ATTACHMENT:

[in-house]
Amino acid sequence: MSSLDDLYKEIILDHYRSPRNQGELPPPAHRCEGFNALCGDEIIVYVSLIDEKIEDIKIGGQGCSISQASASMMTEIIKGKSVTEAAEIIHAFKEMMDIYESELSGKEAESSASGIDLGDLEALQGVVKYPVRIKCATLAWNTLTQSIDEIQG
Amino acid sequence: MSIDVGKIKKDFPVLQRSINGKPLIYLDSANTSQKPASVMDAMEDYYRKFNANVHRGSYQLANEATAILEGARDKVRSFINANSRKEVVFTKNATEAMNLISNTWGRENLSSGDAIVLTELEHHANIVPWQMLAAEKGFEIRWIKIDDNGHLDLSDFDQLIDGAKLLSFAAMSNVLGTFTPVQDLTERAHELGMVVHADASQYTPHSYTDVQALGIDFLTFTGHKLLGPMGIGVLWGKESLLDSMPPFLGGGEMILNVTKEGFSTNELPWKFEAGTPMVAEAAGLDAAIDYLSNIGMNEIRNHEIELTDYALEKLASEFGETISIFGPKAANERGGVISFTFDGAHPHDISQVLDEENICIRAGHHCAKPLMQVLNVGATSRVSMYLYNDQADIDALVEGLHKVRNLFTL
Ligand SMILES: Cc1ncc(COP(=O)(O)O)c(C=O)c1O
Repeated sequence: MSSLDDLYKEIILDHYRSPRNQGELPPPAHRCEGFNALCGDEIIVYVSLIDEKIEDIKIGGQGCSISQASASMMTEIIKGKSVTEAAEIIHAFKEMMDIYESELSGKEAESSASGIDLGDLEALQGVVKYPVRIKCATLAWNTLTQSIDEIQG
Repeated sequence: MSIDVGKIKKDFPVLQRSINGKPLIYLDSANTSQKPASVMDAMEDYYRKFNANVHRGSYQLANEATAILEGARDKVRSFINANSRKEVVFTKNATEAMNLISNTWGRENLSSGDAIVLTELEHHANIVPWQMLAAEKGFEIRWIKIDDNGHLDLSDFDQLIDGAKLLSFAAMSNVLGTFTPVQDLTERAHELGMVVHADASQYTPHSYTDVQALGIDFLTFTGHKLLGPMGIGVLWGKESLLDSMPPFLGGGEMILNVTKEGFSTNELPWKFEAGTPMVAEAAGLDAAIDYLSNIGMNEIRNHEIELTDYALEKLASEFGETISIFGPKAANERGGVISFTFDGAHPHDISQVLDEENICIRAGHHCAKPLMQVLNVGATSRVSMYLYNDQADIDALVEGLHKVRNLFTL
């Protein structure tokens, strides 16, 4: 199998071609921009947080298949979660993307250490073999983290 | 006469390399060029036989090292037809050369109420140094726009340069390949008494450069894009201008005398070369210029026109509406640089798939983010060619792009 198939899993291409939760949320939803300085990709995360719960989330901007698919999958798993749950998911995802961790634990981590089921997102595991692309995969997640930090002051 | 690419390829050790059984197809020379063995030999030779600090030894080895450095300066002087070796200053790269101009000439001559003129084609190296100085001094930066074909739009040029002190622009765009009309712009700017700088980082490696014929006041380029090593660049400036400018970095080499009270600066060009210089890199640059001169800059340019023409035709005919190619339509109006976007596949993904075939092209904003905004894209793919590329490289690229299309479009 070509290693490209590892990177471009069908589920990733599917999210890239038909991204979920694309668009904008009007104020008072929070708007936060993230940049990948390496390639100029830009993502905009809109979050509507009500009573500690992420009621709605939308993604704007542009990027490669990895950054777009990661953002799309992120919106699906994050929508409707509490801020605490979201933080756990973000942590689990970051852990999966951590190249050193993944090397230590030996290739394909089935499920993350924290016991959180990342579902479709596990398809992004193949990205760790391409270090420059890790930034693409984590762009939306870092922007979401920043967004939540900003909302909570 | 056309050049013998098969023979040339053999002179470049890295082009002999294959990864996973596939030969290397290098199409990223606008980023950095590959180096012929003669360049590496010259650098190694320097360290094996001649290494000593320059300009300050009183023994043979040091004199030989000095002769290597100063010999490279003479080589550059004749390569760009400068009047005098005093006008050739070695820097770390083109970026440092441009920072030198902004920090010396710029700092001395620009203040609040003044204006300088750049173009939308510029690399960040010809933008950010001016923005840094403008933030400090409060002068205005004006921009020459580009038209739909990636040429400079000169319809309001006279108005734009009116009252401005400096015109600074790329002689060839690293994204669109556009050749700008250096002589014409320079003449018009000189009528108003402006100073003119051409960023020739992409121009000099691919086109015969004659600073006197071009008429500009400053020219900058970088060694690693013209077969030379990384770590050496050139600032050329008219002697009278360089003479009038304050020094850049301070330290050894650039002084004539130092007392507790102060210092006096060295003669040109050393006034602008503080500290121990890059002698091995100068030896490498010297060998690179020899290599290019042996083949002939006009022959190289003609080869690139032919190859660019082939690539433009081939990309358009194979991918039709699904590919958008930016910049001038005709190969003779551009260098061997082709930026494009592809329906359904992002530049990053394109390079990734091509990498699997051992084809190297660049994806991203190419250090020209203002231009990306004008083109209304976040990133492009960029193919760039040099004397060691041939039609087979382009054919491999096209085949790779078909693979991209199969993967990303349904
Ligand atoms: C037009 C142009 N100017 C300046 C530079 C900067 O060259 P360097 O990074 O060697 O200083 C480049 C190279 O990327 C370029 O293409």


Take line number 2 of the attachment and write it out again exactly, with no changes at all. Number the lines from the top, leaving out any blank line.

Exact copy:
Amino acid sequence: MSSLDDLYKEIILDHYRSPRNQGELPPPAHRCEGFNALCGDEIIVYVSLIDEKIEDIKIGGQGCSISQASASMMTEIIKGKSVTEAAEIIHAFKEMMDIYESELSGKEAESSASGIDLGDLEALQGVVKYPVRIKCATLAWNTLTQSIDEIQG